Bird Soars to Win Inaugural NYC ePrix by John Chuhran Sam Bird -- a jockey-sized, 30-year-old English race car driver -- added his name to New York City’s long list of sports champions on the weekend of July 15-16 as he sped to victory in both ends of the inaugural Qualcomm New York City ePrix, the first auto races within the New York City limits in more than four decades. Bird was clearly the strongest competitor in both races on the 1.21-mile, 10-turn temporary road course built on the grounds of the Brooklyn Cruise Terminal in Red Hook. The races were rounds 9 and 10 of the 12-race Formula E series, an international competition which conducted its third season of racing over the 2016-17 season. Bird was only the second driver in Formula E history to sweep both ends of a doubleheader weekend.
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“I can’t quite believe this weekend,” said Bird after winning the second race by 11.381 seconds. “Wow. I thought it was going to be really hard on energy, but we managed it so well. I’m a bit in shock. I managed the energy well, managed the battery well and managed the temperature, so I’m really delighted.” Formula E, as the name suggests and as Bird’s comments indicate, is a series for electric, singleseat racers on temporary tracks constructed in urban environments to help promote zero emissions vehicles as the technology of the future. This year, 10 two-car teams -- including factorysupported entries from BMW, Renault, Audi, Citröen, and Jaguar -- competed in the series.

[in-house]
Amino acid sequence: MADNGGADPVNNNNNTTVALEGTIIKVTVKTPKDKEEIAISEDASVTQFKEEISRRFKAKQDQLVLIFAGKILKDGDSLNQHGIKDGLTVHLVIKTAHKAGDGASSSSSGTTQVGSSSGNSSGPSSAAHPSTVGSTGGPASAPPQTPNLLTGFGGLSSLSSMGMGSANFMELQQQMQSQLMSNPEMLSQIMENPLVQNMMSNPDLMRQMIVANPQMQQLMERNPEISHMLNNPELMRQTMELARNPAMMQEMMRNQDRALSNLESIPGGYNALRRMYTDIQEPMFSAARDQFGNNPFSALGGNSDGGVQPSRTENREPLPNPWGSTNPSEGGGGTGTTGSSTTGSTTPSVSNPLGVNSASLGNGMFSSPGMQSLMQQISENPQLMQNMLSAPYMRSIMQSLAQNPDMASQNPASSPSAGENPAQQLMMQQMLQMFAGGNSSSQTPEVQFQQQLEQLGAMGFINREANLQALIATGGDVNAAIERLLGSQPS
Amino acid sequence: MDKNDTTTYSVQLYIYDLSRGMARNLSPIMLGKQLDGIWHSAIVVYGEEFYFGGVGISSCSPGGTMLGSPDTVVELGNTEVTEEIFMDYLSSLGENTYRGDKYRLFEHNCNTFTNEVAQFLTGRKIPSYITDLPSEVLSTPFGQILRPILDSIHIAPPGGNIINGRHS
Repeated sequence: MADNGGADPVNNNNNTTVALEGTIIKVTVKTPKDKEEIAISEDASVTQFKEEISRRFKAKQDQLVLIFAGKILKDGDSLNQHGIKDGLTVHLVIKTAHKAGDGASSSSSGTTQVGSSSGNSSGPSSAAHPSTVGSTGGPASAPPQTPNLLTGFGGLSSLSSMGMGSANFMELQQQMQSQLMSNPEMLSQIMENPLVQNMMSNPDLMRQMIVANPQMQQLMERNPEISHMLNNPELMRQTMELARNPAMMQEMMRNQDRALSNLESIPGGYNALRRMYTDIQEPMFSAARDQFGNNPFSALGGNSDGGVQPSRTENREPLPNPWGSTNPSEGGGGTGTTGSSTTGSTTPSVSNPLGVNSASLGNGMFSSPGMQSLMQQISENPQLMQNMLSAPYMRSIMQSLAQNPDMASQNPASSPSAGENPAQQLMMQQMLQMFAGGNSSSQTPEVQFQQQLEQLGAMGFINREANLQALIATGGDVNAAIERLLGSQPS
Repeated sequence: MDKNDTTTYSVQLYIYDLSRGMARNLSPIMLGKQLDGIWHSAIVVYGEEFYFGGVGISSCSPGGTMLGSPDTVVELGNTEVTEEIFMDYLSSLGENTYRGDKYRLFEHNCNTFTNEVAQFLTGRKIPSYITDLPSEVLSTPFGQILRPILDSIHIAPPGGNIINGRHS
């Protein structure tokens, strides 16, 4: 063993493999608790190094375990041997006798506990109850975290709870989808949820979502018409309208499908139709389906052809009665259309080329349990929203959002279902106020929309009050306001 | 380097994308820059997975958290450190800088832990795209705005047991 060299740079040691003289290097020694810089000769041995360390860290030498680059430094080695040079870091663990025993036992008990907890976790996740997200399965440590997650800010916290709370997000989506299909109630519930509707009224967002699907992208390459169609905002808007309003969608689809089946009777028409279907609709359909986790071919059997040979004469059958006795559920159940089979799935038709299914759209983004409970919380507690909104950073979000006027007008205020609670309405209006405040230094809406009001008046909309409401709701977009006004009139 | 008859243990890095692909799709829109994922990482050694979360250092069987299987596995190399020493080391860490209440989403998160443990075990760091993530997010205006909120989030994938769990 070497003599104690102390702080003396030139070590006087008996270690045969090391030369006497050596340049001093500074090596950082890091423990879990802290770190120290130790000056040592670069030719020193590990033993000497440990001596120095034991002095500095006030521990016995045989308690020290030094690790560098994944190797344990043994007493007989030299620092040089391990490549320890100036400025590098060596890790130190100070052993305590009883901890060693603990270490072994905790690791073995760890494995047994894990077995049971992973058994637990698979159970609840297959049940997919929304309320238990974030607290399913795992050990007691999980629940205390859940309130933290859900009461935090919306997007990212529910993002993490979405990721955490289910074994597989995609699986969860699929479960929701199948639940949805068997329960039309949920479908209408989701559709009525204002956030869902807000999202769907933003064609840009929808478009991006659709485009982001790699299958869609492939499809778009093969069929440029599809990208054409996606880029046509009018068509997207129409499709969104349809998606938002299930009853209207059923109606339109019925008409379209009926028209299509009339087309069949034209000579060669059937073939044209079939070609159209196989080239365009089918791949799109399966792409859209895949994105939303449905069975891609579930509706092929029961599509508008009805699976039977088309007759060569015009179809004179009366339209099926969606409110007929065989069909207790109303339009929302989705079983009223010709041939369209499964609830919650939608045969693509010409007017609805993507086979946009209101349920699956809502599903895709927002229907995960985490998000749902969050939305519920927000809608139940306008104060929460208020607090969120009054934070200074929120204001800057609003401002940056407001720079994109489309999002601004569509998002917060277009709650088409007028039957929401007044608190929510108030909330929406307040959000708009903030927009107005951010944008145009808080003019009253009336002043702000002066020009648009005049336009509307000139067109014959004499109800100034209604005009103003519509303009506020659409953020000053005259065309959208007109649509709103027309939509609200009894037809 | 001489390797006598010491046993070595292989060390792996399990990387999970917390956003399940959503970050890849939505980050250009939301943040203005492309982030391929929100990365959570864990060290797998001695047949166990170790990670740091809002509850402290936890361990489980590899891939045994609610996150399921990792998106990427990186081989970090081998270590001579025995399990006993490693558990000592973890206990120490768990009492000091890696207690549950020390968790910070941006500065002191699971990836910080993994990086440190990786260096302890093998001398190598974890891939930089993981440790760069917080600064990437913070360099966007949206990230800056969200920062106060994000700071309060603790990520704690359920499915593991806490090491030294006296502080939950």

MS Virgin team owner Sir Richard Branson lights up New York Cityâ€™s Empire State Building in the teamâ€™s colors o kicjk off the race weekend. Photos courtesy Virgin Racing.